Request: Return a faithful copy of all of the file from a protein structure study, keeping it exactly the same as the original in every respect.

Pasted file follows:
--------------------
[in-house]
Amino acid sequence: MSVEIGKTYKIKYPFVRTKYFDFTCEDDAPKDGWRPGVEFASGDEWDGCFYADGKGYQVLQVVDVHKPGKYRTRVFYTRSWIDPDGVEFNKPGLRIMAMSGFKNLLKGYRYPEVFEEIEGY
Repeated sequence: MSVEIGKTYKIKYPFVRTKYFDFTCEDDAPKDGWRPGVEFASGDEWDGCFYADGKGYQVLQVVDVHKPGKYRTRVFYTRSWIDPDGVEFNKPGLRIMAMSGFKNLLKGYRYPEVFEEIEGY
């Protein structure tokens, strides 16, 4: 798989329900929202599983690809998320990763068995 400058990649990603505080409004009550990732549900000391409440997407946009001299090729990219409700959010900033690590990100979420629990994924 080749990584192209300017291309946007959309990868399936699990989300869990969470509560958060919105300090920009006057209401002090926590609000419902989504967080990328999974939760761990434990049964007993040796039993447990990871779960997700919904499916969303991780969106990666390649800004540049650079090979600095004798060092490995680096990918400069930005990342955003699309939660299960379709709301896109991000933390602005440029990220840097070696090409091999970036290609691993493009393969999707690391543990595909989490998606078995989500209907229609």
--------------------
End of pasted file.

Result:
[in-house]
Amino acid sequence: MSVEIGKTYKIKYPFVRTKYFDFTCEDDAPKDGWRPGVEFASGDEWDGCFYADGKGYQVLQVVDVHKPGKYRTRVFYTRSWIDPDGVEFNKPGLRIMAMSGFKNLLKGYRYPEVFEEIEGY
Repeated sequence: MSVEIGKTYKIKYPFVRTKYFDFTCEDDAPKDGWRPGVEFASGDEWDGCFYADGKGYQVLQVVDVHKPGKYRTRVFYTRSWIDPDGVEFNKPGLRIMAMSGFKNLLKGYRYPEVFEEIEGY
């Protein structure tokens, strides 16, 4: 798989329900929202599983690809998320990763068995 400058990649990603505080409004009550990732549900000391409440997407946009001299090729990219409700959010900033690590990100979420629990994924 080749990584192209300017291309946007959309990868399936699990989300869990969470509560958060919105300090920009006057209401002090926590609000419902989504967080990328999974939760761990434990049964007993040796039993447990990871779960997700919904499916969303991780969106990666390649800004540049650079090979600095004798060092490995680096990918400069930005990342955003699309939660299960379709709301896109991000933390602005440029990220840097070696090409091999970036290609691993493009393969999707690391543990595909989490998606078995989500209907229609």